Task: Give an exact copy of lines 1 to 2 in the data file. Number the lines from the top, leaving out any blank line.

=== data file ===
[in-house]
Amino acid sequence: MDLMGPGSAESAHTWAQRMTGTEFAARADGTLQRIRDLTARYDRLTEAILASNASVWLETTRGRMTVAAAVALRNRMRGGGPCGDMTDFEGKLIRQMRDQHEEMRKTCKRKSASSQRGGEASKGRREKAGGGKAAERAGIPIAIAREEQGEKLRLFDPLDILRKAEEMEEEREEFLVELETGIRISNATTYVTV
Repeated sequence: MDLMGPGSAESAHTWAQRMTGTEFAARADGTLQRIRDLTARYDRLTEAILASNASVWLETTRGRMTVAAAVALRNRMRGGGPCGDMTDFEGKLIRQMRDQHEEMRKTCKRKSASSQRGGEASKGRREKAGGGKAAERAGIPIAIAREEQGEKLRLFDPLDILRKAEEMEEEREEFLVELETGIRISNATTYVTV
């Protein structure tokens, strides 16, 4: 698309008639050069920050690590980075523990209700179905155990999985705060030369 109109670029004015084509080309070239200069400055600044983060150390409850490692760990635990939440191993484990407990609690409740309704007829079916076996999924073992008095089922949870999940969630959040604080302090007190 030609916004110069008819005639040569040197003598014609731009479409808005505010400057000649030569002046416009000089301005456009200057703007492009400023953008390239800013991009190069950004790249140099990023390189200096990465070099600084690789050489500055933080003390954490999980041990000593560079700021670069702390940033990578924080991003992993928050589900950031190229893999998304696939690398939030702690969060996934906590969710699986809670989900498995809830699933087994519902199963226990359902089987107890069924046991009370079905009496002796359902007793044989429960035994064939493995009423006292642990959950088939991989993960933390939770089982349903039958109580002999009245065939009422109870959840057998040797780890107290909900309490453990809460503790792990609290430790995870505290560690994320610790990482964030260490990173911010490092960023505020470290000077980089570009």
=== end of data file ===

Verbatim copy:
[in-house]
Amino acid sequence: MDLMGPGSAESAHTWAQRMTGTEFAARADGTLQRIRDLTARYDRLTEAILASNASVWLETTRGRMTVAAAVALRNRMRGGGPCGDMTDFEGKLIRQMRDQHEEMRKTCKRKSASSQRGGEASKGRREKAGGGKAAERAGIPIAIAREEQGEKLRLFDPLDILRKAEEMEEEREEFLVELETGIRISNATTYVTV